Work argues that the neak ta (literally “the old ones,” and generally conceptualized as tutelary or land guardian spirits) are not spirits but rather more fundamental forces at the heart of economic and political relations. The book contains little focus on human-spirit engagements common in similar studies, such as the interpretive and diagnostic role of human mediums and diviners. Instead, Work makes a strong historical case that beliefs in the powers of animist entities were channeled into imperial claims of legitimacy and continue to be sought after by both local human inhabitants of a place and the contemporary elite in Cambodia. However, Work limits her engagement with other scholars of what has been termed the new animism studies, presumably because she takes an iconoclastic approach to traditional classificatory systems and wishes to position animism outside of what scholars generally term religion. A productive comparison of her own field site, for example, could have been made with Zucker’s 2013 ethnography of another frontier village, a work which discusses local beliefs about increasing inaccessibility to the spirit world in the postwar milieu of economic accumulation. One concept that Work does productively engage with at length is the polyvalent use of the concept of parami, which is drawn from the concept of perfection in Buddhism yet is also used in Cambodia to describe potency emerging from natural places with varying degrees of connection to animism and Buddhism. Work equates parami with her concept of chthonic energy and argues that this circulating energy has always undergirded and strengthened claims to legitimacy and power by “Buddhism, Brahminism and the kings they support” (p. 72).

Postwar scholarship on religion in Cambodia initially largely focused upon the revival of religious practice and new movements. Work’s study is a valuable addition to emerging scholarship offering a critique of the inequities in power and privilege connected to such religious practice. Work’s study is more engaged with themes of political ecology than traditional themes of the anthropology of religion. Work focuses upon “the political and the religious as coexisting modes of power, each with particular agendas for making subjects” (p. 134). The ways in which power and protection are sought through engagements with animist entities, Buddhist forces, and global Islam by her interlocutors are carefully explored. These efforts are analyzed in parallel with efforts to channel the promises of the development state and the current capitalist forces of extraction. Work’s ability to demonstrate similarities across very different objects of analysis is one of the strongest contributions of her novel study. Her chapter on merit building and claims to moral power is particularly insightful.

All too often academia continues to ignore the material, to write as if humans and their meaning-making projects exist in thin air. This ethnography has a laudable emphasis on the grounding offered by a material landscape that weather plays upon in largely predictable seasonal patterns, often stymying human efforts at landscape transformation. Village residents are subjects of the study but do not dominate the analytical stage. Instead, Work seeks to remove historical debris and excavate chthonic forces of place that are acted upon by external projects of state formation and organized religion. Whether or not one agrees that such forces can be divorced from the classificatory categories of religion, this study provides a provocative analytical perspective for a study of landscape. Using a diverse set of methodological perspectives, Work repeatedly foregrounds the power and potency of the mountain and the soil in the face of tides of historical and ideological change. In one final provocation of my own, I question whether this emphasis upon the chthonic aspects of landscape is actually too grounded, offering too little recognition to the mobility and uncertainty of the cosmological world. As Andrew Johnson (2020) has argued in another recent study, ecological and infrastructural change brings new sources of uncertainty, and that emergent uncertainty holds the potency and the promise of new powers—utopic and potentially apocalyptic ones. An exploration of the cosmological implications of the dramatic changes Work outlines in her closing chapter, which occurred only a few short years after the end of her fieldwork, could yield fertile future analysis.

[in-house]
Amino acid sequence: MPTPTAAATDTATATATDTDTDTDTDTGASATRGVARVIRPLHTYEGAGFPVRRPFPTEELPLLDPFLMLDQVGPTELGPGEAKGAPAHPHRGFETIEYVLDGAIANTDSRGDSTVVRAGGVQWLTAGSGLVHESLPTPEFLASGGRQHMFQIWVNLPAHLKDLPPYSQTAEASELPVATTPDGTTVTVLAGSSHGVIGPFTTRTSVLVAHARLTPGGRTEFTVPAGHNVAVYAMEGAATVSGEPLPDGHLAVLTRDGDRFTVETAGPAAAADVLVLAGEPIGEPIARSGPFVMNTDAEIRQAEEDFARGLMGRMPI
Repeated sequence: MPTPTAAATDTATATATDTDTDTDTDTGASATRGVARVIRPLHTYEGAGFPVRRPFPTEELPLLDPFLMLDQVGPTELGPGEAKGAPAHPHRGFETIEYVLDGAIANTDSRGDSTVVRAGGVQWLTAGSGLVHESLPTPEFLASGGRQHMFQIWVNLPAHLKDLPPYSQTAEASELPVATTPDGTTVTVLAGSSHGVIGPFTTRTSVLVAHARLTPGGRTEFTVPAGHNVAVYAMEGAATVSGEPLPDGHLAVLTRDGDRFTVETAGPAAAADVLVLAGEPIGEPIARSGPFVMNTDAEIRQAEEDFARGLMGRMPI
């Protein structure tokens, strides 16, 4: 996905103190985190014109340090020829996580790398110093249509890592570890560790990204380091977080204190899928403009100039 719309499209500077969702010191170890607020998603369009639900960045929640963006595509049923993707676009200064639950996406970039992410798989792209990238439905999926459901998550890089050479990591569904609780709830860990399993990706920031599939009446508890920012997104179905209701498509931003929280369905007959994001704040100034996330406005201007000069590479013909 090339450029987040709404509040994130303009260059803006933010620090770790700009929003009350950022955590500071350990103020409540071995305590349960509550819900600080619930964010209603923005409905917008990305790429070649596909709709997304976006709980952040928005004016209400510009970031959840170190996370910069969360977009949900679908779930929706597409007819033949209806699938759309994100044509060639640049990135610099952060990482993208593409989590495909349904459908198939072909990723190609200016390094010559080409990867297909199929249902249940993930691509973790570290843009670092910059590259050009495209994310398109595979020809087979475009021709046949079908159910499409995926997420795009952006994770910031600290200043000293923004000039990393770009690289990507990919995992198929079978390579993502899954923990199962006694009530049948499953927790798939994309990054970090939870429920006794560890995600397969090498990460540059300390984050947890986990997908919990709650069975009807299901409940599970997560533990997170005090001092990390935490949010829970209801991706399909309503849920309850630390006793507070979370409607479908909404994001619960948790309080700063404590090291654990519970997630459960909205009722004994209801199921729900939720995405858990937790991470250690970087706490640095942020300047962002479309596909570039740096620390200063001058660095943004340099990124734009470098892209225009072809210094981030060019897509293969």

Lisa Arensen
Institute of Asian Studies, Universiti of Brunei Darussalam


Cadena, Marisol de la. 2015. Earth Beings: Ecologies of Practice across Andean Worlds. Durham: Duke University Press.

Davis, Erik. 2015. Deathpower: Buddhism’s Ritual Imagination in Cambodia. New York: Columbia University Press.

Johnson, Andrew. 2020. Mekong Dreaming: Life and Death along a Changing River. Durham: Duke University Press.

Padwe, Jonathan. 2020. Disturbed Forests, Fragmented Memories: Jarai and Other Lives in the Cambodian Highlands. Seattle: University of Washington Press.

Pratt, Mary Louise. 2008. Imperial Eyes: Travel Writing and Transculturation. London: Routledge.

Uk, Krisna. 2016. Salvage: Cultural Resilience among the Jorai of Northeast Cambodia. Ithaca: Cornell University Press.

Zucker, Eve. 2013. Forest of Struggle: Moralities of Remembrance in Upland Cambodia. Honolulu: University of Hawai‘i Press.


DOI: doi.org/10.20495/seas.10.2_313